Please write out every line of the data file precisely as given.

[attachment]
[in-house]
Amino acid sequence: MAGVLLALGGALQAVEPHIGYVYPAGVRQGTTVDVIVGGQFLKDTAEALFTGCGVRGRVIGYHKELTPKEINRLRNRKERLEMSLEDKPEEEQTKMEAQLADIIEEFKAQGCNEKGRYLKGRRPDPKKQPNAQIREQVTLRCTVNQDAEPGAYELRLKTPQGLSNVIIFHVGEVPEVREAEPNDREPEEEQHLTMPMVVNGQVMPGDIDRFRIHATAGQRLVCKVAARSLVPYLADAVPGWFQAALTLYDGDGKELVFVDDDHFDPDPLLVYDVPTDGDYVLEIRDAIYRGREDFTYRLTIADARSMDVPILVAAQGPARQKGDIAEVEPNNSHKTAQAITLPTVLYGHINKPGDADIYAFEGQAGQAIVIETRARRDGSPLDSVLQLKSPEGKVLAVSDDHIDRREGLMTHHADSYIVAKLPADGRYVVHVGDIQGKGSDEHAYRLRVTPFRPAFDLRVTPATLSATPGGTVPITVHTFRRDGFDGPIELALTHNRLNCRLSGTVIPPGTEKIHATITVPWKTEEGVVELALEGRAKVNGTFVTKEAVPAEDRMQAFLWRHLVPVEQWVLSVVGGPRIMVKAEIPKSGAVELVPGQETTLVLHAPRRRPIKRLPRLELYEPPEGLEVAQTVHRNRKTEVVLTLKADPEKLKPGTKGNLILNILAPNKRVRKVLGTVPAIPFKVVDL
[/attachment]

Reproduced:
[in-house]
Amino acid sequence: MAGVLLALGGALQAVEPHIGYVYPAGVRQGTTVDVIVGGQFLKDTAEALFTGCGVRGRVIGYHKELTPKEINRLRNRKERLEMSLEDKPEEEQTKMEAQLADIIEEFKAQGCNEKGRYLKGRRPDPKKQPNAQIREQVTLRCTVNQDAEPGAYELRLKTPQGLSNVIIFHVGEVPEVREAEPNDREPEEEQHLTMPMVVNGQVMPGDIDRFRIHATAGQRLVCKVAARSLVPYLADAVPGWFQAALTLYDGDGKELVFVDDDHFDPDPLLVYDVPTDGDYVLEIRDAIYRGREDFTYRLTIADARSMDVPILVAAQGPARQKGDIAEVEPNNSHKTAQAITLPTVLYGHINKPGDADIYAFEGQAGQAIVIETRARRDGSPLDSVLQLKSPEGKVLAVSDDHIDRREGLMTHHADSYIVAKLPADGRYVVHVGDIQGKGSDEHAYRLRVTPFRPAFDLRVTPATLSATPGGTVPITVHTFRRDGFDGPIELALTHNRLNCRLSGTVIPPGTEKIHATITVPWKTEEGVVELALEGRAKVNGTFVTKEAVPAEDRMQAFLWRHLVPVEQWVLSVVGGPRIMVKAEIPKSGAVELVPGQETTLVLHAPRRRPIKRLPRLELYEPPEGLEVAQTVHRNRKTEVVLTLKADPEKLKPGTKGNLILNILAPNKRVRKVLGTVPAIPFKVVDL